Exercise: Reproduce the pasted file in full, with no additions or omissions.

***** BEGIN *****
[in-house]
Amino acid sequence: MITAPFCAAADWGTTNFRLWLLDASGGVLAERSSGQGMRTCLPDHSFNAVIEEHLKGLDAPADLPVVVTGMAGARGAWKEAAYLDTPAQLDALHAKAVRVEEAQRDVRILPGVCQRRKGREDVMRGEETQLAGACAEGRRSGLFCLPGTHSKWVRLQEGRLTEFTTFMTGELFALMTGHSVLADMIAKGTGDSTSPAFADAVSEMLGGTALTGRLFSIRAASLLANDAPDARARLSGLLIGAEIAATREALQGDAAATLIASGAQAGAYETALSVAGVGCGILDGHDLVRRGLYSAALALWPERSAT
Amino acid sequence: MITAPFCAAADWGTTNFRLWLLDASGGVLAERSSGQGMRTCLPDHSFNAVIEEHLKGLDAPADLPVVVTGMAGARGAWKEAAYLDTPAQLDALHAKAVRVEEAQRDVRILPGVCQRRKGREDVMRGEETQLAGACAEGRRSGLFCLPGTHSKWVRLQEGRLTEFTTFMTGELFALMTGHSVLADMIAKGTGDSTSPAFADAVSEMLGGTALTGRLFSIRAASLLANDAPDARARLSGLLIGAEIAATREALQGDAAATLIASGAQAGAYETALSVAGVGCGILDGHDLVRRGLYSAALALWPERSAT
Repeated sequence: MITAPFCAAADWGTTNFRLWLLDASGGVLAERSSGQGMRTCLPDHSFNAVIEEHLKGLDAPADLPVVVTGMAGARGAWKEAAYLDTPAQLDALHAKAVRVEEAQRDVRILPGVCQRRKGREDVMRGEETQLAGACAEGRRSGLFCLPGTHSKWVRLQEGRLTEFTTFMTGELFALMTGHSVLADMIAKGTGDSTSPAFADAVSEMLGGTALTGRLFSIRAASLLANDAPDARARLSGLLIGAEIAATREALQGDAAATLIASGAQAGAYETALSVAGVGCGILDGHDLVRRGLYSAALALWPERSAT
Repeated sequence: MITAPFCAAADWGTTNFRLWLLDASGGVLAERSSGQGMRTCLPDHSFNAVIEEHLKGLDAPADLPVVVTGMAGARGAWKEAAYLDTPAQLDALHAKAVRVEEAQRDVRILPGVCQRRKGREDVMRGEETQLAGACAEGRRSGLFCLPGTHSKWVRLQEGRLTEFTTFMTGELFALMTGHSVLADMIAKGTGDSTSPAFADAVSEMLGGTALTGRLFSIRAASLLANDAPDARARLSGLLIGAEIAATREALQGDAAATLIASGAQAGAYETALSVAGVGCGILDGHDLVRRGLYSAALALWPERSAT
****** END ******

[in-house]
Amino acid sequence: MITAPFCAAADWGTTNFRLWLLDASGGVLAERSSGQGMRTCLPDHSFNAVIEEHLKGLDAPADLPVVVTGMAGARGAWKEAAYLDTPAQLDALHAKAVRVEEAQRDVRILPGVCQRRKGREDVMRGEETQLAGACAEGRRSGLFCLPGTHSKWVRLQEGRLTEFTTFMTGELFALMTGHSVLADMIAKGTGDSTSPAFADAVSEMLGGTALTGRLFSIRAASLLANDAPDARARLSGLLIGAEIAATREALQGDAAATLIASGAQAGAYETALSVAGVGCGILDGHDLVRRGLYSAALALWPERSAT
Amino acid sequence: MITAPFCAAADWGTTNFRLWLLDASGGVLAERSSGQGMRTCLPDHSFNAVIEEHLKGLDAPADLPVVVTGMAGARGAWKEAAYLDTPAQLDALHAKAVRVEEAQRDVRILPGVCQRRKGREDVMRGEETQLAGACAEGRRSGLFCLPGTHSKWVRLQEGRLTEFTTFMTGELFALMTGHSVLADMIAKGTGDSTSPAFADAVSEMLGGTALTGRLFSIRAASLLANDAPDARARLSGLLIGAEIAATREALQGDAAATLIASGAQAGAYETALSVAGVGCGILDGHDLVRRGLYSAALALWPERSAT
Repeated sequence: MITAPFCAAADWGTTNFRLWLLDASGGVLAERSSGQGMRTCLPDHSFNAVIEEHLKGLDAPADLPVVVTGMAGARGAWKEAAYLDTPAQLDALHAKAVRVEEAQRDVRILPGVCQRRKGREDVMRGEETQLAGACAEGRRSGLFCLPGTHSKWVRLQEGRLTEFTTFMTGELFALMTGHSVLADMIAKGTGDSTSPAFADAVSEMLGGTALTGRLFSIRAASLLANDAPDARARLSGLLIGAEIAATREALQGDAAATLIASGAQAGAYETALSVAGVGCGILDGHDLVRRGLYSAALALWPERSAT
Repeated sequence: MITAPFCAAADWGTTNFRLWLLDASGGVLAERSSGQGMRTCLPDHSFNAVIEEHLKGLDAPADLPVVVTGMAGARGAWKEAAYLDTPAQLDALHAKAVRVEEAQRDVRILPGVCQRRKGREDVMRGEETQLAGACAEGRRSGLFCLPGTHSKWVRLQEGRLTEFTTFMTGELFALMTGHSVLADMIAKGTGDSTSPAFADAVSEMLGGTALTGRLFSIRAASLLANDAPDARARLSGLLIGAEIAATREALQGDAAATLIASGAQAGAYETALSVAGVGCGILDGHDLVRRGLYSAALALWPERSAT